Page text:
The New York Times asked me to comment on the widely held view that we need to push older workers into retirement in order to make room for the young. I think it’s bunk. Here’s my comment:
I object to the concept of “making room” for young people. The U.S. is not a mythical Eskimo village, where we march old people off to ice floes when there’s not enough blubber to go around. An economy is not a zero-sum game. I would advise young people to stay far away from any company that can’t see future growth and merely sees one cog in the wheel replacing another.
For society as a whole, enticing experienced people to stay on the job is a good thing. In my book RUSH, I argue that the sooner we push older workers off to retirement, the more depressed they get, the sicker they get, and the more it costs in Social Security and Medicare. And who pays for those higher costs? Young people who must pay higher taxes. And what does that do? Destroy incentives for new jobs!
What should we do about older workers whose productivity is slipping? First, make fair comparisons. In 1929, Babe Ruth hit 23% fewer home runs than in 1927 but was still the best in baseball. If a worker’s output is slow compared to his competitors, something must be done. Unfortunately, convoluted regulations undermine firms trying to develop flexible policies. Between the Employee Retirement Income Security Act of 1974 (ERISA), the Age Discrimination in Employment Act (ADEA), and “Obamacare” 2010, only the sharpest labor lawyer has a clue how to arrange a flexible benefits programs for downshifting workers. Companies often outright fire workers before even considering rehiring them on a part-time basis.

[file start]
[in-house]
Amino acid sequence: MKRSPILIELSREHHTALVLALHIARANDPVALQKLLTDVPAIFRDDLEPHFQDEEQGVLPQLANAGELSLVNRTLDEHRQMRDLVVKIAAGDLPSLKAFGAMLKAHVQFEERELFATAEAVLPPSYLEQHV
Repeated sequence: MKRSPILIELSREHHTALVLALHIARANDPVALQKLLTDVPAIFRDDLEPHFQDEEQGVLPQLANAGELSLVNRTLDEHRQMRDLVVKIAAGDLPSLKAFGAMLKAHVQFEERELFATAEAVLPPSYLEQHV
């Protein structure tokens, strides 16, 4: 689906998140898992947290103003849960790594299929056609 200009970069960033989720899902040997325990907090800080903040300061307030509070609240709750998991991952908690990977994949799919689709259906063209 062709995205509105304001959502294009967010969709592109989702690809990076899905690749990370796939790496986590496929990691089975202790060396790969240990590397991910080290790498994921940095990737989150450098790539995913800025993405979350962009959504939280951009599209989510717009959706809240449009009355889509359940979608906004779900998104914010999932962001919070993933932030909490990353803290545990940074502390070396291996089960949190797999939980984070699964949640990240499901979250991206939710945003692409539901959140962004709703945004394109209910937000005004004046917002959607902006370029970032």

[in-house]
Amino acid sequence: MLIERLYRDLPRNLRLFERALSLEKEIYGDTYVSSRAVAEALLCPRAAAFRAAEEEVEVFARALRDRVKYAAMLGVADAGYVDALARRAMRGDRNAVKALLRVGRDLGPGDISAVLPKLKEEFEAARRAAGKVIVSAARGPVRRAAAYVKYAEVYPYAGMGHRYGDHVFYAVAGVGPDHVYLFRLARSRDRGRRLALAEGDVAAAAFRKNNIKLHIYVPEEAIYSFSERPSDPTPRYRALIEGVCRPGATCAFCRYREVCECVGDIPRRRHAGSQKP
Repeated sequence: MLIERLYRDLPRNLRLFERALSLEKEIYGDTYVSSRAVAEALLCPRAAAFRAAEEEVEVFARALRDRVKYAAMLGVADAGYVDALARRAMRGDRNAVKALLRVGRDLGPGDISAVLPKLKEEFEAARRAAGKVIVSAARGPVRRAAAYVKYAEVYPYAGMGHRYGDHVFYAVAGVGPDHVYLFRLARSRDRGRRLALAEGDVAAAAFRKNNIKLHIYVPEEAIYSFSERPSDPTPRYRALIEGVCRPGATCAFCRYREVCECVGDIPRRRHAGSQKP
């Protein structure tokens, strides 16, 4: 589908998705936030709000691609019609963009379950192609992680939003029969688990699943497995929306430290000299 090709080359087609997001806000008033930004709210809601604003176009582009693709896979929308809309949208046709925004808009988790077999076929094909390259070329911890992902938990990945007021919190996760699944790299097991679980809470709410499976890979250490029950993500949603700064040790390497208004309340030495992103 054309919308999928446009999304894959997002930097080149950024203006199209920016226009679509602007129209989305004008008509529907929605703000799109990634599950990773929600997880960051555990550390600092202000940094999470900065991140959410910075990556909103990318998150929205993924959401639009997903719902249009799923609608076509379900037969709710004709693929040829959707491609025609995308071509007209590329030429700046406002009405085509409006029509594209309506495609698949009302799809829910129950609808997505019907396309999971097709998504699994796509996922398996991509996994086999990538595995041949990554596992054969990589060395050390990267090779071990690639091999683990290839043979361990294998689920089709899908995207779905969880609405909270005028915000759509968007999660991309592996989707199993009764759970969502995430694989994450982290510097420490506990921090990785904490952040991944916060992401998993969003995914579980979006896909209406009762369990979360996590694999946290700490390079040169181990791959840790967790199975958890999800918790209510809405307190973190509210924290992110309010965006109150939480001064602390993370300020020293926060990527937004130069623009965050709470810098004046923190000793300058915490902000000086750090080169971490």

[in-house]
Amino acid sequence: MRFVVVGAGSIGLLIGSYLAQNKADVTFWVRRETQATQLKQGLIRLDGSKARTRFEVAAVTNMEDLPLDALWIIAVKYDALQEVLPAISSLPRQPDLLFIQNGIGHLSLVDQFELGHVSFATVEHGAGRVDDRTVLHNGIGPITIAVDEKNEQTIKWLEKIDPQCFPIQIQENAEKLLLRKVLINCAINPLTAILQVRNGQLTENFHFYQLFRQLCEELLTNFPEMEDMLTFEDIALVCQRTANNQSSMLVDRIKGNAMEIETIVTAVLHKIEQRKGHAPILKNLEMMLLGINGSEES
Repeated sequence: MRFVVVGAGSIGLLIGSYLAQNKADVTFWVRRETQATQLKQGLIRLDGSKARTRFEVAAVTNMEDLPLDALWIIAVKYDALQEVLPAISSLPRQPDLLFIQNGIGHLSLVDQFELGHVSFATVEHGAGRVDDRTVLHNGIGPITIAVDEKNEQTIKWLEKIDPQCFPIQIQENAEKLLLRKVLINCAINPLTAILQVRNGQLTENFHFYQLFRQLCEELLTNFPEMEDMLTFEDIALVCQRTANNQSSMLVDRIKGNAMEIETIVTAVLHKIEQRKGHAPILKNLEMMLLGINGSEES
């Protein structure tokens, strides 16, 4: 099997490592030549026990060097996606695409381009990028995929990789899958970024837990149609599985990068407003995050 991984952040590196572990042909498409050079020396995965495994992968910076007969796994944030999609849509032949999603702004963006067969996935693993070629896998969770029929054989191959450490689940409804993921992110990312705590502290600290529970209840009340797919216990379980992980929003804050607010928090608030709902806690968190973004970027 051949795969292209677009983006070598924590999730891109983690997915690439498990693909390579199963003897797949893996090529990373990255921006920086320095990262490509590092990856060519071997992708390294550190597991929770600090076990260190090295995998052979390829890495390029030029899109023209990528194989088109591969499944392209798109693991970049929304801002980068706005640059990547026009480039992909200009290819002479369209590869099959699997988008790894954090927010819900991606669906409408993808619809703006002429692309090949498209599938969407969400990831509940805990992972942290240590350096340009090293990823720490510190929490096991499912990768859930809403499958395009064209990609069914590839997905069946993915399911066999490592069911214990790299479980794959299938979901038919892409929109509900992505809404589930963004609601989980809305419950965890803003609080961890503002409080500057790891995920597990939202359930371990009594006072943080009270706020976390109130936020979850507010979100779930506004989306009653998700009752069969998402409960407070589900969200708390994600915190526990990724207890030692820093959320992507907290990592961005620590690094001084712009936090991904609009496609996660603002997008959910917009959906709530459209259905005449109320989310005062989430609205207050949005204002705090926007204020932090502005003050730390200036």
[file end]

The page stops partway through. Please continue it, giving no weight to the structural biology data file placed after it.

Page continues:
To save pride and to save time, Congress should pass a “Single Purpose Consultancy Act,” which would allow a worker and his company to create within 5 minutes on one sheet of paper a consultancy arrangement that bypasses most of the regulatory stumbling blocks.
Finally, for professions that are high-risk to the client, we must be decisive and firm: Nobody wants to go under the knife with “Shaky” Johnson, the prostate surgeon.